Friday, August 28, 2009

gold pieces, horses and swords: A better RPG economy

The flaw I'll talk about today is pricing in role-playing games. Often pricing is a vast list of charts with a generic price listed in coins. This is by and large fiat to make and rote to remember. Its also often illogical , "so if I buy a ladder I can smash it into two ten foot poles, sell each for half price and make money?"

This fails to deal with issues such as exchange rates, local availability of materials and skilled labour, demand and previous stockpiles. Now a good GM can adjudicate these, and often why have the large and bulky charts at all?

I don't. Piecemeal uses the "dollar system". In this coins are assigned a theoretical modern "dollar value". Any time you go to buy an item you base its price upon the value of its modern day equivalent.

Buying a sword is thus akin to buying an assault rifle. If we go with a copper coin being $1 a sword thus can cost somewhere around 20 gold (depending on ALOT of factors, in same places as little as two). A riding horse is a car, a war horse a Humvee. A suit of carefully designed plate mail is much like a tank, a suit of mail an armoured car.

Now difficulties still arise, misjudgements and the like. But it allows for a lot more "fast and furious" bargaining and haggling with merchants too. After all, things don't have price tags on them. Every price is negotiable, some merchants might refuse to sell if you don't haggle (thinking something suspicious is up, like maybe the item is worth a lot more than previously thought)


  1. I found the resources skill in the Luke Crane family of games (Burning Wheel, Mouse Guard) to be a cool solution. I think other systems have that, as well. Just make a resource skill test to figure out whether you're able to buy item X. I support that mainyl because my players seem to have zero interest in "bargaining and haggling".

  2. I guess it depends on how you feel about resource management.

    It also depends on the era, in the modern era with credit being so freely available, a wealth stat makes more sense.

    In an era where if you don't have it on don't have it, less sense.

  3. From what I know, most of the transactions in medieval were not done in cash, but rather as favours or by trading goods, which does make an abstract approach meaningful and counting coins downright bad solution.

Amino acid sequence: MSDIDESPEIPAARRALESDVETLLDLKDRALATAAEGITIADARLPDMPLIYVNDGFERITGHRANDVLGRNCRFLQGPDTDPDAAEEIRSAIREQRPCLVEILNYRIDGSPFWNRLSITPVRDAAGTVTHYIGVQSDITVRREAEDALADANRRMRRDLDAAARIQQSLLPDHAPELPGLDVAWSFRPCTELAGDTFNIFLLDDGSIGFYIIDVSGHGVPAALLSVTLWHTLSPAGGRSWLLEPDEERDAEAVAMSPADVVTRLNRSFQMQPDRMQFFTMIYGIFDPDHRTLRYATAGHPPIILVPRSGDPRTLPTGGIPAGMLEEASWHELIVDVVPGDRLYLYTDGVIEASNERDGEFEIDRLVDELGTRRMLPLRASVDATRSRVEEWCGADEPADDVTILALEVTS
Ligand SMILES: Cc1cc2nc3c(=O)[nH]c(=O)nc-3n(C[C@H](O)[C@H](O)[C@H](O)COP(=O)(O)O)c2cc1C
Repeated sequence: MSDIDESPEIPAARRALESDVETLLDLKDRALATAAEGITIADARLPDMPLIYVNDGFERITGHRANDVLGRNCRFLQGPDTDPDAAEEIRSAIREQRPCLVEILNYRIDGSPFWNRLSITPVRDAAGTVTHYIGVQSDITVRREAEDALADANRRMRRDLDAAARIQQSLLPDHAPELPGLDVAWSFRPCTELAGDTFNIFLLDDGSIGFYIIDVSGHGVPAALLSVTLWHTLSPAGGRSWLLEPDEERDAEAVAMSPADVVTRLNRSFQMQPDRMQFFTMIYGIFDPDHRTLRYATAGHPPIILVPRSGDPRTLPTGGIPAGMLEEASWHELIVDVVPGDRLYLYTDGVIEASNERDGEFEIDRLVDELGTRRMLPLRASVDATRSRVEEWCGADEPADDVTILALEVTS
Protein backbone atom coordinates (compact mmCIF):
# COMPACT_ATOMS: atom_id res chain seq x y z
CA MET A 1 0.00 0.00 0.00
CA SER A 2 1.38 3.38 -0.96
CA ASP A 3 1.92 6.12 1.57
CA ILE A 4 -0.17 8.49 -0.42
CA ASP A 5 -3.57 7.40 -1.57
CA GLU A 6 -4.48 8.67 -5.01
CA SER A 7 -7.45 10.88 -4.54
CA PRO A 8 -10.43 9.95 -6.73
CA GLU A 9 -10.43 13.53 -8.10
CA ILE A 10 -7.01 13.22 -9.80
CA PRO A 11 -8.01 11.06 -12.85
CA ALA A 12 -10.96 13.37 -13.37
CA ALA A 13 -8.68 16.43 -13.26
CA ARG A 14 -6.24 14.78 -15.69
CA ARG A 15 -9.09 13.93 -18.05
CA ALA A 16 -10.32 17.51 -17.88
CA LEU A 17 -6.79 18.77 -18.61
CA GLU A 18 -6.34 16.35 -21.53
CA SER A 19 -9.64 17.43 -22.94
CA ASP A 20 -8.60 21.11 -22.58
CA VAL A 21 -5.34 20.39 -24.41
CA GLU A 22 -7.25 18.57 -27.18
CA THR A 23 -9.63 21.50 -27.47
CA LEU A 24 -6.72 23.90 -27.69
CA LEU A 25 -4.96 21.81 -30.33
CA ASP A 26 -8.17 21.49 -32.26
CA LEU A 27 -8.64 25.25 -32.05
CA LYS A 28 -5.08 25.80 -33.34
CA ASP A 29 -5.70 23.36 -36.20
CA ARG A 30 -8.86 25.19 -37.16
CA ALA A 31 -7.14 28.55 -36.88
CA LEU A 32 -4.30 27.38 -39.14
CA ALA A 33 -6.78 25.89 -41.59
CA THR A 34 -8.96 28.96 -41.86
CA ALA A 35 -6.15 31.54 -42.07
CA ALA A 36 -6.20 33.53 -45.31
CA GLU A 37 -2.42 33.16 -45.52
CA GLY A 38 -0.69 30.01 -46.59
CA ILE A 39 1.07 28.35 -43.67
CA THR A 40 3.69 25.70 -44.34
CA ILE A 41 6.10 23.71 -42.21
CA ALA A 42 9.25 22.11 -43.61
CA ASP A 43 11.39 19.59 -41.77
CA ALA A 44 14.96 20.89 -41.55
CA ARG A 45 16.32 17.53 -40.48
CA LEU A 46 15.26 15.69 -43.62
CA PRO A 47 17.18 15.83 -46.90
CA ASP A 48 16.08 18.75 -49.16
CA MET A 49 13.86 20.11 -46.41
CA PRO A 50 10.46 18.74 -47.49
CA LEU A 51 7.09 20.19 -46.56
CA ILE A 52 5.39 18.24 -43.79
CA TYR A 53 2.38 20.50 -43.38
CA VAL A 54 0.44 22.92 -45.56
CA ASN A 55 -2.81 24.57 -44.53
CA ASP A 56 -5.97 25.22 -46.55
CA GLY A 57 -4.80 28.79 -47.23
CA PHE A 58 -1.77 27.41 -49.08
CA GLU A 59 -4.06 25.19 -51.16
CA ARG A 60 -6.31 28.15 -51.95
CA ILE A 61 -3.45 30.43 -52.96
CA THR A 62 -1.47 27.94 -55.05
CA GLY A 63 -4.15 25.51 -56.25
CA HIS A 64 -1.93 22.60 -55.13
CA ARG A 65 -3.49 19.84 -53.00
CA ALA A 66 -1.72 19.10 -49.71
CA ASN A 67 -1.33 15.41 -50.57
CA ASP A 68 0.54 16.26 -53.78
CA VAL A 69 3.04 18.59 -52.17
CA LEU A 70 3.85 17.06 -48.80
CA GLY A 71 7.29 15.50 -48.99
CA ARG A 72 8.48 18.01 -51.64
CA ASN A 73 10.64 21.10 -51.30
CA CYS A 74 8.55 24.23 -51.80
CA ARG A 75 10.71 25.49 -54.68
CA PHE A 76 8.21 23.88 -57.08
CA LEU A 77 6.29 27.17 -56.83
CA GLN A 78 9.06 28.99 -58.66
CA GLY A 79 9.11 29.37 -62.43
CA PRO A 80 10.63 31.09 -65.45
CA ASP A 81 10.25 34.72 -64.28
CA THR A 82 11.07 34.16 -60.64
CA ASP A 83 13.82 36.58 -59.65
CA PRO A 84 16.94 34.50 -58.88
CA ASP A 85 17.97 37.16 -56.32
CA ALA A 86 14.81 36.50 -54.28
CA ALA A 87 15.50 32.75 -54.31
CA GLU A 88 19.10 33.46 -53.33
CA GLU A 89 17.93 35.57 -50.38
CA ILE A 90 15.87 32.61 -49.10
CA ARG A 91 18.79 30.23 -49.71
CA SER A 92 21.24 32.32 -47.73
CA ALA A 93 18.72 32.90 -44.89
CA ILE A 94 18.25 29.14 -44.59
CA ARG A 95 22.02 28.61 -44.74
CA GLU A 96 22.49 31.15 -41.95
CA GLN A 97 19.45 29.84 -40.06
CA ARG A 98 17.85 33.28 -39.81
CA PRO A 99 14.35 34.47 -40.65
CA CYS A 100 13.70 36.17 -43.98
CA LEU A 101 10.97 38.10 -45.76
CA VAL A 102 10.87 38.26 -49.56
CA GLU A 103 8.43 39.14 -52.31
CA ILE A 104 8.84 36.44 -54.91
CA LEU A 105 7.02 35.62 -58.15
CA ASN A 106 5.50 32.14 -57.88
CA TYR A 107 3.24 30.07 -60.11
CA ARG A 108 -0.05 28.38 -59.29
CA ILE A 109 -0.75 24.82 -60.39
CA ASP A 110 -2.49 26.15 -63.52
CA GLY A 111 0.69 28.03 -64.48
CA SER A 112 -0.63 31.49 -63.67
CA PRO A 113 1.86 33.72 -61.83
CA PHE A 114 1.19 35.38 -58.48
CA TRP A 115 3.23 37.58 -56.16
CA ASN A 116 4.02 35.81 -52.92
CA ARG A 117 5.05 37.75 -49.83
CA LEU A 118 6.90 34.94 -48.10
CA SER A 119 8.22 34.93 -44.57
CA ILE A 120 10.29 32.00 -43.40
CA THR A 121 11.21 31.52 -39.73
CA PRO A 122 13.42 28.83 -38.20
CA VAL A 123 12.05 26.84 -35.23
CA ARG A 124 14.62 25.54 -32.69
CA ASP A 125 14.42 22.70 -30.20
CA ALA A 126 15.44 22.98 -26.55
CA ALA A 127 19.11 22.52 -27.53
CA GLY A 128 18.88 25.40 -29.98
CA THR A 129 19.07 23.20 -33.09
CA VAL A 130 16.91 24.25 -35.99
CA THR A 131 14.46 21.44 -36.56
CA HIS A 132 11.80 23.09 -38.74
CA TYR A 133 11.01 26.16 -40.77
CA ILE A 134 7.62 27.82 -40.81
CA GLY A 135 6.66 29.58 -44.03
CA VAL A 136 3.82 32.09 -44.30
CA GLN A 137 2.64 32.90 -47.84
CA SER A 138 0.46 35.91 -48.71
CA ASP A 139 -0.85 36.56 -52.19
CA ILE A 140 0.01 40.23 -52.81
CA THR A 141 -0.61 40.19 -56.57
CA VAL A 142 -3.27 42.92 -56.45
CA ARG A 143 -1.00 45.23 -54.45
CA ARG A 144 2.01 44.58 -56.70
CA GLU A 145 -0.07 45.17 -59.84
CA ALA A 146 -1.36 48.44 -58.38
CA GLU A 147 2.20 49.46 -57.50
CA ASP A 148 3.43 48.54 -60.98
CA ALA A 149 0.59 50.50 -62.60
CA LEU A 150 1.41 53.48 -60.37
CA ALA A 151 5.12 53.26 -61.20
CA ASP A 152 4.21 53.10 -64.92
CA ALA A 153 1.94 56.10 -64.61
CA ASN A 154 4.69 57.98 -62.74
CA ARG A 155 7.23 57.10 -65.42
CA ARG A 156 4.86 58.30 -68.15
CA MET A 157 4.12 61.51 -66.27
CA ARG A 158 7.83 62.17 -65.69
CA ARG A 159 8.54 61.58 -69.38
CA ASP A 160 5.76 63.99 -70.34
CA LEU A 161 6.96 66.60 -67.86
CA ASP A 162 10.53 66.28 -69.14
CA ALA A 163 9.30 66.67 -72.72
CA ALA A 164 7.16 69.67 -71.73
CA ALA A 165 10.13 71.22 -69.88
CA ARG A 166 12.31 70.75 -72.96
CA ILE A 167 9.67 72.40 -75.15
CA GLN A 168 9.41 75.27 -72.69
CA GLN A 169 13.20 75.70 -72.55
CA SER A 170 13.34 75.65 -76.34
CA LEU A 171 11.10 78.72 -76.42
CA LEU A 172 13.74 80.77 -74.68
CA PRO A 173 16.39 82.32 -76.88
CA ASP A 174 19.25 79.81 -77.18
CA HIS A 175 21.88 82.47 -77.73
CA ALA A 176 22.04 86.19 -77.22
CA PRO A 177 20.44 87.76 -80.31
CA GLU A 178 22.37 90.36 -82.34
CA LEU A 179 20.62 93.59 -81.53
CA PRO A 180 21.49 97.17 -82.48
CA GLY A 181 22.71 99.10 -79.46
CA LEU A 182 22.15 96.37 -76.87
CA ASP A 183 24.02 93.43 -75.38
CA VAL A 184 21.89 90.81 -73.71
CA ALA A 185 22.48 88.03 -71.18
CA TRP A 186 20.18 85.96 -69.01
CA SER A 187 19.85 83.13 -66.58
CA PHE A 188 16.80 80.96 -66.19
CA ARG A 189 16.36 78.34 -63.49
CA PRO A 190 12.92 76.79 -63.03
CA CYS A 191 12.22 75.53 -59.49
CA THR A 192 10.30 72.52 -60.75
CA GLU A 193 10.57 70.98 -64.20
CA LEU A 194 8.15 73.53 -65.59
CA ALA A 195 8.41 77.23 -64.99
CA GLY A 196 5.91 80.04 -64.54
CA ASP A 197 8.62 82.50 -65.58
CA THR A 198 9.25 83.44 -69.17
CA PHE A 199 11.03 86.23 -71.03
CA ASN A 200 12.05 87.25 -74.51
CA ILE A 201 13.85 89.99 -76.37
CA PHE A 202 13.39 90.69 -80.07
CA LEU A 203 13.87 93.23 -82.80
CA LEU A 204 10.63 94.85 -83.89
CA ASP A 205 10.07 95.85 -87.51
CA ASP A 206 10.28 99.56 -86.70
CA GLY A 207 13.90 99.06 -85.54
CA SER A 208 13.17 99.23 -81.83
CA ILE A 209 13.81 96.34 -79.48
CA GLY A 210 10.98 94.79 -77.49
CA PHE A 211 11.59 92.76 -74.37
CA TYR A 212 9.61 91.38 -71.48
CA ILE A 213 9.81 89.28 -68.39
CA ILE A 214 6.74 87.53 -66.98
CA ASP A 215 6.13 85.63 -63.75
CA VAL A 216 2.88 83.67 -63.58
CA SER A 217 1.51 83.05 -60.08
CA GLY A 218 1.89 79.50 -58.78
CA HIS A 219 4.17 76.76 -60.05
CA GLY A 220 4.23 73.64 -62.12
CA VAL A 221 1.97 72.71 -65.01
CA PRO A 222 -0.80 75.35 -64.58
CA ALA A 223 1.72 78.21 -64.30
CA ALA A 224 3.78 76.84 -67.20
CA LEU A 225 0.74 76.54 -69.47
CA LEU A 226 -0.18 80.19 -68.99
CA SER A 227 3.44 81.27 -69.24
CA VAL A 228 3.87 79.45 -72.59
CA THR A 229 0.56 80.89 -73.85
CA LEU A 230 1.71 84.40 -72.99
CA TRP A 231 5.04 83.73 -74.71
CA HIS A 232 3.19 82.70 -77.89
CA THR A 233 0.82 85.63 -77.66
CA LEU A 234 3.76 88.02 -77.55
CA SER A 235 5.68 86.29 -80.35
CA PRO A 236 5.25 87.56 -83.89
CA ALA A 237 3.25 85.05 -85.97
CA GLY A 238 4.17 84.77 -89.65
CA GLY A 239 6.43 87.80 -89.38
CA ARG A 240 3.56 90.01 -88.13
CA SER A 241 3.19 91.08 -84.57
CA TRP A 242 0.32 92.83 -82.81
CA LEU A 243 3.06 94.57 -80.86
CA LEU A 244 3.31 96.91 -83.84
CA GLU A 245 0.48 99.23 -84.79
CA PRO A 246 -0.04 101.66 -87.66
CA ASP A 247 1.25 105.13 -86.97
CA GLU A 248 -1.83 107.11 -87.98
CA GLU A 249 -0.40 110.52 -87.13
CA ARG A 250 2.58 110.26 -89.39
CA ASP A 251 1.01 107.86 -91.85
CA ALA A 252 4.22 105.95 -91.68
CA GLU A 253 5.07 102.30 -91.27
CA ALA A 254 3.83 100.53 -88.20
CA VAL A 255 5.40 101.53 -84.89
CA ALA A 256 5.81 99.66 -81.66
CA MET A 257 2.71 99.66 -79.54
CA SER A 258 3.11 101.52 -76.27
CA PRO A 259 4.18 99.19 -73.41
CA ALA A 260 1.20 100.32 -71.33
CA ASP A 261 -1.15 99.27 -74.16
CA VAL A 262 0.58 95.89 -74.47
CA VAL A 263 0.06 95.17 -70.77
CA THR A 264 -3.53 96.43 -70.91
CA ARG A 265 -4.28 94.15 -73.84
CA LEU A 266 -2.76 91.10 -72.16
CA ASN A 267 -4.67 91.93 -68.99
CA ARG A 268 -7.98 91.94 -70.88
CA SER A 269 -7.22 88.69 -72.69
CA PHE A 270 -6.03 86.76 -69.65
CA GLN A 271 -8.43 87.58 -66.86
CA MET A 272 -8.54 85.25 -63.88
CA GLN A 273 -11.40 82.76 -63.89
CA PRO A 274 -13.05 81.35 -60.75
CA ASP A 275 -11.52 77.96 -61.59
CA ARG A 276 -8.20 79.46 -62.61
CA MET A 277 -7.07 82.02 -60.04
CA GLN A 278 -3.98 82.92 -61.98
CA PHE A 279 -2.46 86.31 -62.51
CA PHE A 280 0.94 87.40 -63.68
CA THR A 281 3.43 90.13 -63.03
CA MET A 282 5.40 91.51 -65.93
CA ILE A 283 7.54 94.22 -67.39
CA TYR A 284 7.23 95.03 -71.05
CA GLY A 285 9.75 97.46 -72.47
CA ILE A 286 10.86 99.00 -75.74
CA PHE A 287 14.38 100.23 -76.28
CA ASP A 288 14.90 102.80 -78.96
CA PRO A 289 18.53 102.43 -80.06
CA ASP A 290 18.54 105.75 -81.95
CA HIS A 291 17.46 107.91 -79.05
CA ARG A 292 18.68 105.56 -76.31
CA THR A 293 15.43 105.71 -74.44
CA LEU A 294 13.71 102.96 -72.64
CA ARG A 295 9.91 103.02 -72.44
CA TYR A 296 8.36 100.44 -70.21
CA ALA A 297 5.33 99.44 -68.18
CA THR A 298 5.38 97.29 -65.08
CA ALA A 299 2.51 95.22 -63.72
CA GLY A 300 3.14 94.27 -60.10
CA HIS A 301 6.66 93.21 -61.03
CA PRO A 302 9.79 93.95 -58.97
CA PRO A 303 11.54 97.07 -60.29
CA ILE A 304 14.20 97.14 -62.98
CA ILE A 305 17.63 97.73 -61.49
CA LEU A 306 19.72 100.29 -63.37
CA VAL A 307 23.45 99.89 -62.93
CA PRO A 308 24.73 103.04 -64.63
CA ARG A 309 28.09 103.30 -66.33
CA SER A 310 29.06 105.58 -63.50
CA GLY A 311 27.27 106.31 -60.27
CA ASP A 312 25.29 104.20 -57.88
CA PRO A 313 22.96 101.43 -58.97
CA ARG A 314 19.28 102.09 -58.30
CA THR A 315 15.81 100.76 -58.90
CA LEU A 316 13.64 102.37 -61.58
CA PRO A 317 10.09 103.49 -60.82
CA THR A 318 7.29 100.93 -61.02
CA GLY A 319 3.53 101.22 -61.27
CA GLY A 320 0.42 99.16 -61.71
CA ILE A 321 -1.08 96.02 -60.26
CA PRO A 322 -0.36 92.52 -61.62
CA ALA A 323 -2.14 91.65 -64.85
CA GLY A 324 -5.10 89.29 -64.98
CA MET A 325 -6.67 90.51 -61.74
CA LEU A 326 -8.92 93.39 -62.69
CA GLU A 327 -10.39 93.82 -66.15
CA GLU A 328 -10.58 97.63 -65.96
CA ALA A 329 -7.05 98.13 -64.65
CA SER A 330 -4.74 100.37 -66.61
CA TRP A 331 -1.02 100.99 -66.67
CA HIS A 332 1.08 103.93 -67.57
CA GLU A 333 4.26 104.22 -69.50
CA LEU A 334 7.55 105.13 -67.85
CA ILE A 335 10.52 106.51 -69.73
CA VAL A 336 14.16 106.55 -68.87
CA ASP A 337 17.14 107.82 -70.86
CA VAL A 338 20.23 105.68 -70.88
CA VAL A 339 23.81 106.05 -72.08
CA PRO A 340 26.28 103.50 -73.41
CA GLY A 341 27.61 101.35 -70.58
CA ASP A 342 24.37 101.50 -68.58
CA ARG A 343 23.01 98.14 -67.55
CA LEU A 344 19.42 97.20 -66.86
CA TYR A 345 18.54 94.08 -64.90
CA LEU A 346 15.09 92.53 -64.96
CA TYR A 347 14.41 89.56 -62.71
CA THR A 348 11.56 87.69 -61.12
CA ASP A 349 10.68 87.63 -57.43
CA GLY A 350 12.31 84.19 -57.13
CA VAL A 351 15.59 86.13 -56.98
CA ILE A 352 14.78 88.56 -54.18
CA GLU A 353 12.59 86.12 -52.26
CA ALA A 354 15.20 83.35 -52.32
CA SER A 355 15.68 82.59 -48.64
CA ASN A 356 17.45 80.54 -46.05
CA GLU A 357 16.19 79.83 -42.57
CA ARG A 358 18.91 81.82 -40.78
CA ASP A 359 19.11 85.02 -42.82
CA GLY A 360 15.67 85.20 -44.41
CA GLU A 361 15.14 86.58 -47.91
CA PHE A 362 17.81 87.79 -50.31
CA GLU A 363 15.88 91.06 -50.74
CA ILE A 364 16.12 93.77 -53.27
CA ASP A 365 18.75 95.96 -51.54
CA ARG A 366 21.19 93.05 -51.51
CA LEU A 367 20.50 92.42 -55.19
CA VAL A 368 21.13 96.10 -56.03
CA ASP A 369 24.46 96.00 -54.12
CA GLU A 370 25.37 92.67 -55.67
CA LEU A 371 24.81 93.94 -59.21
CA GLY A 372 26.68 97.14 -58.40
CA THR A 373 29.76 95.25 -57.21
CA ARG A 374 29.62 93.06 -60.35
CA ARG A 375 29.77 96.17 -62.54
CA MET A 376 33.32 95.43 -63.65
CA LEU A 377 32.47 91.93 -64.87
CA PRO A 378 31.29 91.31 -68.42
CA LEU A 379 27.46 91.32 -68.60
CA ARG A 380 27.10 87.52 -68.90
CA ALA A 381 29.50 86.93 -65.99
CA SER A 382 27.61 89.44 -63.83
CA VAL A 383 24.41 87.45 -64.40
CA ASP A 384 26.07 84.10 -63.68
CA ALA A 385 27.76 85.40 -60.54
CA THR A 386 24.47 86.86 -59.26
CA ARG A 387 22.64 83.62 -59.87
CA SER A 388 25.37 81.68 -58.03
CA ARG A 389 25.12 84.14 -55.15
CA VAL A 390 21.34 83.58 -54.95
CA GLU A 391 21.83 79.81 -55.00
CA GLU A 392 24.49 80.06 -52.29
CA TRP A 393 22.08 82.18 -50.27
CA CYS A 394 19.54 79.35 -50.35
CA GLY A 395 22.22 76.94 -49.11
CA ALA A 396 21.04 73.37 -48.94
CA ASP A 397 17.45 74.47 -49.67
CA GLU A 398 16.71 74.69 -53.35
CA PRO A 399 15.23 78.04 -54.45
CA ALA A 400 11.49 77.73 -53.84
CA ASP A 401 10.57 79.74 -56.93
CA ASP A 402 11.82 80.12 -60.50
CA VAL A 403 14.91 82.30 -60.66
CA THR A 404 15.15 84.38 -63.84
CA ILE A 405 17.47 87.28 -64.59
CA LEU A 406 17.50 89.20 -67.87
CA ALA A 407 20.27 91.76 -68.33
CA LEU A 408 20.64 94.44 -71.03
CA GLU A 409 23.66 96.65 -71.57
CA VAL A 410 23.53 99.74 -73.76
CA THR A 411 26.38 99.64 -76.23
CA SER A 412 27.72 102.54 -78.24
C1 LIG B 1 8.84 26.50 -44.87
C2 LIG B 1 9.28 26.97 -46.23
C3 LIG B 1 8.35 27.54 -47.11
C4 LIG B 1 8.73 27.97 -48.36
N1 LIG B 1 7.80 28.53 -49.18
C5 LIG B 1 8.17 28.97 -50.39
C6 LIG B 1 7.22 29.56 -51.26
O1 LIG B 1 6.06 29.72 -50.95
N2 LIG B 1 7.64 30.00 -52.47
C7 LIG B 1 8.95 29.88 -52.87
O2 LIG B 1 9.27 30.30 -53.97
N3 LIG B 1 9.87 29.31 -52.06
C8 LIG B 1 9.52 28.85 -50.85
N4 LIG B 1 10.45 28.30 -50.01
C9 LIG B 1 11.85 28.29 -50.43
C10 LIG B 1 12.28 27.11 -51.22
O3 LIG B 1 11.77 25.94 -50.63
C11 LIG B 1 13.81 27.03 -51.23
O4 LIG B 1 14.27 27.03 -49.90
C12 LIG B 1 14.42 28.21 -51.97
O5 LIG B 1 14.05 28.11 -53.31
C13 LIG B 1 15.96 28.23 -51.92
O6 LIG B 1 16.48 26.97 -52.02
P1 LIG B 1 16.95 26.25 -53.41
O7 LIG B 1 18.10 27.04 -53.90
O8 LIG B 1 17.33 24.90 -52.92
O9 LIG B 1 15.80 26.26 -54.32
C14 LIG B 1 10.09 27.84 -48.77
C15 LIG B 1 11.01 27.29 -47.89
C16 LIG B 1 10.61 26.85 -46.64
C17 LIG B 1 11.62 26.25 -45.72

Or consider a tribal community. Using cash to measure wealth simply does not work.

    This also makes the situation of adventurers awfully difficult, since they don't know anyone and have position in society. The actual difficulties of adventuring....

  4. If you're running fantasy world where magic is normal that is usually not taken into account. Depending on what type of magic system you use, magic-users with productive type skills (I am thinking the GURPS system) they can mass produce quality items in less time. If a mage has a shape metal spell he can make horse shoes and fit them in no time. Or if he has that spell plus a sharpen spell he can make weapons quickly and in less time. These two spells are low cost in terms of fatigue and stress to the caster.

    Of course that is where (if you have these in your campaign) the merchant guilds can step in and they provide a stability to pricing and who can do what.

    This is something I am always tinkering with. In a 'points of light' style adventure I developed gold and precious gems have no value. Steel, iron, bronze are what is valued to make the weapons and armor.

  5. @thainur:

    This is true depending on the point in time. In a tribal society a wealth stat is just as useless as coins.

    Your wealth stat is replaced with a fairly quick roleplay of talking with the person who has the skill or item you want, and trading for it.

    The concept of large marketplace with someone with the item (or ability to craft said item) readily available does not exist. It isn't so much that a wealth stat matters, its that coins aren't useful either. Food would be a much better guage of wealth (trading say goats or cattle) or children (arranging marriages) or simply friendships. Even then the dollar system works fine for an idea of how valuable something is. Having someone chip you 10 flint arrowheads might be 4 or 5 days work. The cost is thus a weeks wages for a skilled labourer (say a plumber or mechanic), thats about a grande to twelve hundred, while a fatted bull might provide a months worth of food for a family of 4, and meat to boot, thats about eight hundred to a grande.

    The old economic theory (from the medieval market place) was that if you pay to have something made, someone will buy it because there is now currency floating about unused.

  6. The reason I see value in abstract wealth rules is precisely because they can be used to codify such factors as having reputation of always paying back favours, having good standing in one's community and even knowing the right people. And, yes, having enough money (or goods or whatever).

    That way, when character wants to buy something, you can simply roll wealth, narrate how the item was or was not acquired, and move on to consequences.

    Fixed prices for goods are useful in situations where they can be meaningfully defined; any relatively stable (and thereby large) market, I think.